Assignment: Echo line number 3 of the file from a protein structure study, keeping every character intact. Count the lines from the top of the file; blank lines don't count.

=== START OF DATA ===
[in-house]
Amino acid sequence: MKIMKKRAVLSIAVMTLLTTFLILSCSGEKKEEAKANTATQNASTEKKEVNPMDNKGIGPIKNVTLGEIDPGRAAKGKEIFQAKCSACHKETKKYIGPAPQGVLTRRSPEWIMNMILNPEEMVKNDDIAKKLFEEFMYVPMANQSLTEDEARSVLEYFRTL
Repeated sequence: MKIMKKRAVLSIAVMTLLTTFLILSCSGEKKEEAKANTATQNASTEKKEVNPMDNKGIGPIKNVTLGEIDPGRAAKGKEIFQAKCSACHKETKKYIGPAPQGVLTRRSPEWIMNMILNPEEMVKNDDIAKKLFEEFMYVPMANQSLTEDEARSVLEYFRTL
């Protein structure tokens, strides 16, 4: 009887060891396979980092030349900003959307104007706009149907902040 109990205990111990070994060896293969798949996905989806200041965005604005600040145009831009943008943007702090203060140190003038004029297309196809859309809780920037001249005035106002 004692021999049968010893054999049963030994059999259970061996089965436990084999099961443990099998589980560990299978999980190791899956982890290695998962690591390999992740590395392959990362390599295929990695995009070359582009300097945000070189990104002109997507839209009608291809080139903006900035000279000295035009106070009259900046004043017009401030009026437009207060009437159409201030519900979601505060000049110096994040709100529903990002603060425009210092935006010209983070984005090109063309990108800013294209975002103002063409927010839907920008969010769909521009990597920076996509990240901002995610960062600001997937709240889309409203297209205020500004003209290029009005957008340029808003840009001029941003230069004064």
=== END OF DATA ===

Repeated sequence: MKIMKKRAVLSIAVMTLLTTFLILSCSGEKKEEAKANTATQNASTEKKEVNPMDNKGIGPIKNVTLGEIDPGRAAKGKEIFQAKCSACHKETKKYIGPAPQGVLTRRSPEWIMNMILNPEEMVKNDDIAKKLFEEFMYVPMANQSLTEDEARSVLEYFRTL